HIV & AIDS: what’s the difference?

Dr. Leandro explains HIV, AIDS, and how they’re connected.

HIV, or Human Immunodeficiency Virus, is a virus that attacks a key part of the immune system – the T-cells or CD4 cells – which help defend the body against illness. Left untreated, HIV can destroy so many CD4 cells that the body can’t fight infections and diseases anymore. When that happens, HIV can lead to an AIDS diagnosis.

AIDS, or Acquired Immunodeficiency Syndrome, is a clinical diagnosis that indicates an advanced stage of HIV.

Not everyone who has HIV progresses to AIDS. A person with HIV who is on antiretroviral (ARV) medication and in ongoing medical care can live a normal, healthy lifespan and have children without HIV. In addition to improving health, ARVs also prevent the spread of the virus.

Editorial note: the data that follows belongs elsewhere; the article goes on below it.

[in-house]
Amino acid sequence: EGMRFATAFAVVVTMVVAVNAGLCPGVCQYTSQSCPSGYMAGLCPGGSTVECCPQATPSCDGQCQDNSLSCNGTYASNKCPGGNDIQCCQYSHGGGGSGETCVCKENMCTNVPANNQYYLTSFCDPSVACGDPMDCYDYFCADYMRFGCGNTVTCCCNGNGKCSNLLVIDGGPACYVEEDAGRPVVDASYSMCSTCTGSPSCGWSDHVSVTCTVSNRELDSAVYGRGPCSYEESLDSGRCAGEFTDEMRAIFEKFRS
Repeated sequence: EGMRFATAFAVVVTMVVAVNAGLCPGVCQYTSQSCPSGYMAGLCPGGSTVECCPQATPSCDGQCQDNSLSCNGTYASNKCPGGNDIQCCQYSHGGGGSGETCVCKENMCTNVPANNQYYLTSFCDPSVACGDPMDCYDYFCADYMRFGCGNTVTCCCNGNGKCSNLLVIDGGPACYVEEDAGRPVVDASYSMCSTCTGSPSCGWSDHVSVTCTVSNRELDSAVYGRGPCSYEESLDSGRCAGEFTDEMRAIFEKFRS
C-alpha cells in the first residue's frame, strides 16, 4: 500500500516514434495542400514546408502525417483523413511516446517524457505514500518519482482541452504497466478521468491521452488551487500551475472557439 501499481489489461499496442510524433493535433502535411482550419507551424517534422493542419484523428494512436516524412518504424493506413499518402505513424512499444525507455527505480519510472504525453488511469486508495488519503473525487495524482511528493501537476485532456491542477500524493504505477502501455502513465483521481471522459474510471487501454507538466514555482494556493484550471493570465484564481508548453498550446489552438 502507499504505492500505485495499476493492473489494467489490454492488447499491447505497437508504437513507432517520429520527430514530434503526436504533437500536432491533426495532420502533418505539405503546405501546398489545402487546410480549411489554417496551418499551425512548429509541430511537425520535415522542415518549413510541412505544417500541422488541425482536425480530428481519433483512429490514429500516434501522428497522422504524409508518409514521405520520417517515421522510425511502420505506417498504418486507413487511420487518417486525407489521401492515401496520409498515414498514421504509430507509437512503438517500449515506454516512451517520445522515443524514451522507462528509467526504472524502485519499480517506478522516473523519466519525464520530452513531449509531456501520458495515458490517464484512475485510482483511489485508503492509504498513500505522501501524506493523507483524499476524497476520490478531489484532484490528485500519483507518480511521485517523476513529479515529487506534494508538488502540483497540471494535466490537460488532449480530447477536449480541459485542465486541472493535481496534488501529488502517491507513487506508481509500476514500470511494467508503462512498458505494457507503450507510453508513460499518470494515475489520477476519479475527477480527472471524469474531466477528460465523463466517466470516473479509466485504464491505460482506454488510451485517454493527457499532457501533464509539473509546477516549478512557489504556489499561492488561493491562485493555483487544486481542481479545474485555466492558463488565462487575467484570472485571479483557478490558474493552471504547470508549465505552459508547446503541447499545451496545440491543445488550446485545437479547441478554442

Click here for more information in HIV basics. 

#AskTheHIVDoc is a video series from Greater Than AIDS featuring top HIV doctors providing answers to commonly-asked questions about HIV prevention, testing and treatment.

This information is shared for educational purposes only and should not be used as a substitute for professional medical advice. The views expressed are those of the featured medical professional and reflect information available to that professional at time of filming. Always consult a health care provider for any personal health decision.

While we make every effort to keep the medical information on our website updated, we cannot guarantee that the information reflects the most up-to-date research. Also, please note the views expressed by individuals who appear in Greater Than AIDS videos and other content are their own and are not made on behalf of any groups/organizations/associations.